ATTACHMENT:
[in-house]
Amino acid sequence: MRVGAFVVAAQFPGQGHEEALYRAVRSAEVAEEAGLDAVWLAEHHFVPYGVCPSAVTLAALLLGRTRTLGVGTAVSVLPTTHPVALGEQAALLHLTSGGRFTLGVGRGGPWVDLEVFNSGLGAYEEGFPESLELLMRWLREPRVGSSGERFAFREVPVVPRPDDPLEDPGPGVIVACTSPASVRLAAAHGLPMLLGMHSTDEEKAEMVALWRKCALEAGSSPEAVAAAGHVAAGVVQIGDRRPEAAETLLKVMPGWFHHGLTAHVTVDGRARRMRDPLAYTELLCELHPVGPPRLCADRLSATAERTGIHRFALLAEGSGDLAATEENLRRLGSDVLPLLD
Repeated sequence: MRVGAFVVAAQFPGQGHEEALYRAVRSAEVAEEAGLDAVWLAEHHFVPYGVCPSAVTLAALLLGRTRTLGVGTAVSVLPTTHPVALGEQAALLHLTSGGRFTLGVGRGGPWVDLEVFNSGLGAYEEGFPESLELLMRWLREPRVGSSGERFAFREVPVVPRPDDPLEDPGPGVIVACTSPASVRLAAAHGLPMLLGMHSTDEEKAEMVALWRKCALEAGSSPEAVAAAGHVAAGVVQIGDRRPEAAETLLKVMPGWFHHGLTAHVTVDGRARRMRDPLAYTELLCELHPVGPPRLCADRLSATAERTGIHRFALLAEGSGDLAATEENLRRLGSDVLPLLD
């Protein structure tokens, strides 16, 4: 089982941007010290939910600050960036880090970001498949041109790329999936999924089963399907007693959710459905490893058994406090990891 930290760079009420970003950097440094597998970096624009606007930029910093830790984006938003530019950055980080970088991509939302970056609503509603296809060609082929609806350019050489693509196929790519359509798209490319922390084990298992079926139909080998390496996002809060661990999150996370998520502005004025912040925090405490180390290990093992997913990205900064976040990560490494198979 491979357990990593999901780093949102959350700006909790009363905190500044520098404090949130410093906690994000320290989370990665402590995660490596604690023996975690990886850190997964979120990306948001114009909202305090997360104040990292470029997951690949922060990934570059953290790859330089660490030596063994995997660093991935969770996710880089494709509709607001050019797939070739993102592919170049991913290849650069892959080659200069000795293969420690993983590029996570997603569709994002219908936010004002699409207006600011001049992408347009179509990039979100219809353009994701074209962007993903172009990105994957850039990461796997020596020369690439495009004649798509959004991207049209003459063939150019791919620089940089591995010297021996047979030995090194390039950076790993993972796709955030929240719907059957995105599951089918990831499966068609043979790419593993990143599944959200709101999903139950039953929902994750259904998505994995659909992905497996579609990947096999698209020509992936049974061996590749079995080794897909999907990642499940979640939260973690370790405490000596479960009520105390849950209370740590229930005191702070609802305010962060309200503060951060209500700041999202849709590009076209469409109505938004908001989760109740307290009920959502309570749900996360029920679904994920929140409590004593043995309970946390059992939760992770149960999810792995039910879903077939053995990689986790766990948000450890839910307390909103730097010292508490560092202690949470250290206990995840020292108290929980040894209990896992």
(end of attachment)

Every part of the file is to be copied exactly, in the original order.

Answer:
[in-house]
Amino acid sequence: MRVGAFVVAAQFPGQGHEEALYRAVRSAEVAEEAGLDAVWLAEHHFVPYGVCPSAVTLAALLLGRTRTLGVGTAVSVLPTTHPVALGEQAALLHLTSGGRFTLGVGRGGPWVDLEVFNSGLGAYEEGFPESLELLMRWLREPRVGSSGERFAFREVPVVPRPDDPLEDPGPGVIVACTSPASVRLAAAHGLPMLLGMHSTDEEKAEMVALWRKCALEAGSSPEAVAAAGHVAAGVVQIGDRRPEAAETLLKVMPGWFHHGLTAHVTVDGRARRMRDPLAYTELLCELHPVGPPRLCADRLSATAERTGIHRFALLAEGSGDLAATEENLRRLGSDVLPLLD
Repeated sequence: MRVGAFVVAAQFPGQGHEEALYRAVRSAEVAEEAGLDAVWLAEHHFVPYGVCPSAVTLAALLLGRTRTLGVGTAVSVLPTTHPVALGEQAALLHLTSGGRFTLGVGRGGPWVDLEVFNSGLGAYEEGFPESLELLMRWLREPRVGSSGERFAFREVPVVPRPDDPLEDPGPGVIVACTSPASVRLAAAHGLPMLLGMHSTDEEKAEMVALWRKCALEAGSSPEAVAAAGHVAAGVVQIGDRRPEAAETLLKVMPGWFHHGLTAHVTVDGRARRMRDPLAYTELLCELHPVGPPRLCADRLSATAERTGIHRFALLAEGSGDLAATEENLRRLGSDVLPLLD
């Protein structure tokens, strides 16, 4: 089982941007010290939910600050960036880090970001498949041109790329999936999924089963399907007693959710459905490893058994406090990891 930290760079009420970003950097440094597998970096624009606007930029910093830790984006938003530019950055980080970088991509939302970056609503509603296809060609082929609806350019050489693509196929790519359509798209490319922390084990298992079926139909080998390496996002809060661990999150996370998520502005004025912040925090405490180390290990093992997913990205900064976040990560490494198979 491979357990990593999901780093949102959350700006909790009363905190500044520098404090949130410093906690994000320290989370990665402590995660490596604690023996975690990886850190997964979120990306948001114009909202305090997360104040990292470029997951690949922060990934570059953290790859330089660490030596063994995997660093991935969770996710880089494709509709607001050019797939070739993102592919170049991913290849650069892959080659200069000795293969420690993983590029996570997603569709994002219908936010004002699409207006600011001049992408347009179509990039979100219809353009994701074209962007993903172009990105994957850039990461796997020596020369690439495009004649798509959004991207049209003459063939150019791919620089940089591995010297021996047979030995090194390039950076790993993972796709955030929240719907059957995105599951089918990831499966068609043979790419593993990143599944959200709101999903139950039953929902994750259904998505994995659909992905497996579609990947096999698209020509992936049974061996590749079995080794897909999907990642499940979640939260973690370790405490000596479960009520105390849950209370740590229930005191702070609802305010962060309200503060951060209500700041999202849709590009076209469409109505938004908001989760109740307290009920959502309570749900996360029920679904994920929140409590004593043995309970946390059992939760992770149960999810792995039910879903077939053995990689986790766990948000450890839910307390909103730097010292508490560092202690949470250290206990995840020292108290929980040894209990896992």